- A participant that has qualifying attendance at two out of the last four Plenary sessions of 802.1 becomes a voting member at the first meeting they attend during the next Plenary session they attend, PROVIDED THAT they have emailed the WG Chair, indicating that they have the intention to become a voting member of the working group. Qualifying attendance at one properly constituted 802.1 Interim session that occurred within the span of the last four Plenary sessions can be substituted for one of the two qualifying Plenary session attendances.
- Voting membership is maintained by achieving qualifying attendance at two out of the last four Plenary sessions of 802.1, and by responding to 2 out of the last 3 Working Group ballots. “Respond” in this context is defined as returning a ballot indicating “Approve”, “Disapprove”, or “Abstain due to lack of technical expertise”. Again, qualifying attendance at one properly constituted 802.1 Interim session that occurred during the span of the last four Plenary sessions can be substituted for one of the two qualifying Plenary session attendances.
- Voting membership, and all attendance credit achieved up to that date, can be lost by a participant failing to meet their financial obligations to IEEE 802 or to the sponsors of an Interim meeting, i.e., by failing to pay any attendance fees or dues that may be owing to IEEE 802 or to a meeting sponsor.
If you are planning to gain voting rights in 802.1, please bear in mind that you should properly regard voting membership as an obligation, rather than a privilege. By gaining voting rights, you are taking on the responsibility of active participation in the work of the WG, and in particular, active participation in WG ballots. If you do not feel able to commit to doing that work, please reconsider whether it is appropriate to become a voter. In order for our work to progress, we are required to gain a 50% voter response rate in WG ballots, so the last thing we need is voting members that cannot or will not carry out their obligations.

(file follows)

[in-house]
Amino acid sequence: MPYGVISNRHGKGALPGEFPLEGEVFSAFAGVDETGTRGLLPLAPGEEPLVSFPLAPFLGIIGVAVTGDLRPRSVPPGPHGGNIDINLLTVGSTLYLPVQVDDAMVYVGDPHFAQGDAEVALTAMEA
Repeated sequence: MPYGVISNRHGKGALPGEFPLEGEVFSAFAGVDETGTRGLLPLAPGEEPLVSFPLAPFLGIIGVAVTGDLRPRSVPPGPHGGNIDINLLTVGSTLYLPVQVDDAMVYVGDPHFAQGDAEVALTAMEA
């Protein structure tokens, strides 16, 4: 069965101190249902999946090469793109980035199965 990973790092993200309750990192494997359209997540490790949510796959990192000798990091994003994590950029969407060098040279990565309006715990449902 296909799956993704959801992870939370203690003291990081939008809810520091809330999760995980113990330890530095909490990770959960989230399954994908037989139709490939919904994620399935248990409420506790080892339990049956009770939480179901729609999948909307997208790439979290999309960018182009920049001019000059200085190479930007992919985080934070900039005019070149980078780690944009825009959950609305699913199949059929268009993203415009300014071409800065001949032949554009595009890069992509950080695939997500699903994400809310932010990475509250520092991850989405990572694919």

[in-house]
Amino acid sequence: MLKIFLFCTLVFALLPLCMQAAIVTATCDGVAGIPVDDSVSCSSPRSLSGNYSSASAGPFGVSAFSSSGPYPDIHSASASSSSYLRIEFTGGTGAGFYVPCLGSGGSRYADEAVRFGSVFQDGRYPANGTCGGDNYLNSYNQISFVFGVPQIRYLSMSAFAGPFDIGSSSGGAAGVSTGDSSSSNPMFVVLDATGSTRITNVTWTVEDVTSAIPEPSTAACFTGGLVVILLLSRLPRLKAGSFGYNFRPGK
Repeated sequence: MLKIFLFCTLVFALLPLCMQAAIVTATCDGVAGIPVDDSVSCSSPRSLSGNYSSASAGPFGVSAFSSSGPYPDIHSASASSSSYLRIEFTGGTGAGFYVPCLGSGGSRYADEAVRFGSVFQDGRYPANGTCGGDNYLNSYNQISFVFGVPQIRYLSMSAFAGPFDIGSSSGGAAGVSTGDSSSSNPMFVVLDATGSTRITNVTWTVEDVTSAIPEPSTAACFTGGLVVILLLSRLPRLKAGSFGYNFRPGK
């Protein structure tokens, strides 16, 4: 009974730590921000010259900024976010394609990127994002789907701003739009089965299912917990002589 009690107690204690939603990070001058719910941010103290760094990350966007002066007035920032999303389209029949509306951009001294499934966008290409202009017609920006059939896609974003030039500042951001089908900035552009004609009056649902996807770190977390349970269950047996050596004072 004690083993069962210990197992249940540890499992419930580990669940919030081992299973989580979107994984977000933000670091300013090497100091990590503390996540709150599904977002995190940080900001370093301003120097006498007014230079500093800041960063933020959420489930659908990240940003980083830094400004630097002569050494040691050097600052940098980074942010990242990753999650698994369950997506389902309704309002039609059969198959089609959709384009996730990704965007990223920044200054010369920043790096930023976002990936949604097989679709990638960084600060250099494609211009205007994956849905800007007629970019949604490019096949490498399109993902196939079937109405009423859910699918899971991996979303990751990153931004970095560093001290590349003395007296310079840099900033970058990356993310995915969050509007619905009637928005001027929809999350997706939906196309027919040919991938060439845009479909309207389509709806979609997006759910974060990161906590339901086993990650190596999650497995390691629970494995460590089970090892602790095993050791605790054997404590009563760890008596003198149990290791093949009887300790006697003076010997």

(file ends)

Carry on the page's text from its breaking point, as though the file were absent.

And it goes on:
802.1 WG ballot guidelines
For a full Working Group ballot, only 802.1 voting members and ex-officio members are entitled to vote. However, any non-voting participants in the activities of 802.1 may submit a “Comment Only” ballot on the draft. In accordance with established practice in 802 and the IEEE, all comments received, whether from voters or non-voters, are given due consideration during the Ballot resolution process.
NOTE: As this is a formal WG ballot, if you vote “Approve” you are stating that, in your professional opinion, you consider the document to be technically complete, and ready for Sponsor ballot. Hence, sending in an “approve” ballot response within a small number of minutes of the ballot start time cannot possibly mean that the voter has given the document the level of professional consideration necessary to make such a judgment.
It should be noted that the ongoing retention of 802.1 voting rights is predicated on active participation in Working Group ballots. Active participation is defined to be returning ballot responses in two out of the last three Working Group ballots. The 802 WG Rules allow abstention for any cause other than “lack of technical expertise” to be treated as though it were a failure to respond to a ballot.